Volunteers have brought books to the streets of Mosul to spread awareness about reading and cultural education after three years of deprivation under ISIS.
Over the last year the people of Mosul have been striving to revive their cultural scene. Three years of ISIS occupation forced people to abandon their cultural roots and heritage as a result of the group’s disdain for traditions and diversity. Residents say that the revival has been quick with festivals and events being held across the city to celebrate the heritage that was almost lost as a result of ISIS’ cultural cleansing campaigns.
During those three years, ISIS unleashed wanton destruction upon the heritage sites and areas of cultural and academic significance in Mosul. The group burned libraries, cinemas, theatres and bookstores and anything that symbolised the city’s rich culture.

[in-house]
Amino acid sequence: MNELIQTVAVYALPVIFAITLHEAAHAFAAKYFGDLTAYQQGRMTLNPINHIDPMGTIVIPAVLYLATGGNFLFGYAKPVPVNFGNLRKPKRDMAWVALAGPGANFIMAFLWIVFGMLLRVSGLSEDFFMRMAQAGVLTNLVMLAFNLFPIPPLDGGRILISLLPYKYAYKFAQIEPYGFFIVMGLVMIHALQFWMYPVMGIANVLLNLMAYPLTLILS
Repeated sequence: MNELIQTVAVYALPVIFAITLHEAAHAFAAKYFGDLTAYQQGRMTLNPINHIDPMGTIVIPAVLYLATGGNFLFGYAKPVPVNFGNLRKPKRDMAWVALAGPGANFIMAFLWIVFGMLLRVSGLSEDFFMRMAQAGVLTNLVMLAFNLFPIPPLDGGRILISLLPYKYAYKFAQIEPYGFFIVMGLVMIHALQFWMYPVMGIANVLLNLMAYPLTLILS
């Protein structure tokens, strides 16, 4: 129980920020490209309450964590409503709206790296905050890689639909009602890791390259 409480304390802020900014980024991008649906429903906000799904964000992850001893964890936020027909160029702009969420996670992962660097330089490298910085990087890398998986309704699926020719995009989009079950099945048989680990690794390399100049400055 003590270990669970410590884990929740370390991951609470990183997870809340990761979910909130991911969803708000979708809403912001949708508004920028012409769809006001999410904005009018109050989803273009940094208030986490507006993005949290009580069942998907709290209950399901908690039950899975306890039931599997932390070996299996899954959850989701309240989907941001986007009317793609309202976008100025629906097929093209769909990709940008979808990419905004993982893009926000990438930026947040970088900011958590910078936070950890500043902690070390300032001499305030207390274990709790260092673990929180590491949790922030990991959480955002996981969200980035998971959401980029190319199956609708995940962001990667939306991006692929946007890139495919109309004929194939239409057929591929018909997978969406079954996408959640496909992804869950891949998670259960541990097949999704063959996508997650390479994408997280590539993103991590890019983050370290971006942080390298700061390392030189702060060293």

The group also banned all cultural activities, like poetry recitations, music, dancing and singing. Individuals and groups were summarily executed for actions that ISIS deemed as punishable offences, such as exchanging film videos, music CDs, or for just listening to songs or watching television. The brutal executions and wholesale persecution of Mosul residents left the city in a state of total fear. Residents were too afraid to express themselves in any way, both through art and literature.
Books that were considered “blasphemous” or encouraged “heresy” were routinely burned in public ceremonies. The only forms of literature that were accepted were books that affirmed and promoted the ideology that the group sought to impose on the people of Mosul.
Now residents are reclaiming what was lost by holding regular festivals and events showcasing the rich history and cultural heritage that the city of Mosul has to offer. In the city, a group of students and volunteers have enriched the pavements of Mosul with books and pieces of artwork. Initiatives such as these have contributed to a vibrant and lively revival of the city’s culture. This revival has spurred many to take an interest in the cultural heritage that Mosul prides itself on.